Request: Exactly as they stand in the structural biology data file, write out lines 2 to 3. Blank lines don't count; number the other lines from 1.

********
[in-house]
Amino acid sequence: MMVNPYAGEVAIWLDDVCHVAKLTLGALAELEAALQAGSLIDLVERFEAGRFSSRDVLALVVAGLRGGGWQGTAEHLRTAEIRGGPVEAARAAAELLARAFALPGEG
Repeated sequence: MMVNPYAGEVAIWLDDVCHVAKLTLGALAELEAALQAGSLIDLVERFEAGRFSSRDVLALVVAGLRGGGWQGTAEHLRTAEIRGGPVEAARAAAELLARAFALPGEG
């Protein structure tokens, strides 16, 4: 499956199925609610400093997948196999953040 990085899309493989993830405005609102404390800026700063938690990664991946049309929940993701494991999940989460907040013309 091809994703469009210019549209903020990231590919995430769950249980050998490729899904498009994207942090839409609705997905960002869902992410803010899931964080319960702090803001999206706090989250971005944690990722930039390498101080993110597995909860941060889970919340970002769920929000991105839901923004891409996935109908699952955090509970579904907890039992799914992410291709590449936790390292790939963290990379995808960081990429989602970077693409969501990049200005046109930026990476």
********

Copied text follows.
Amino acid sequence: MMVNPYAGEVAIWLDDVCHVAKLTLGALAELEAALQAGSLIDLVERFEAGRFSSRDVLALVVAGLRGGGWQGTAEHLRTAEIRGGPVEAARAAAELLARAFALPGEG
Repeated sequence: MMVNPYAGEVAIWLDDVCHVAKLTLGALAELEAALQAGSLIDLVERFEAGRFSSRDVLALVVAGLRGGGWQGTAEHLRTAEIRGGPVEAARAAAELLARAFALPGEG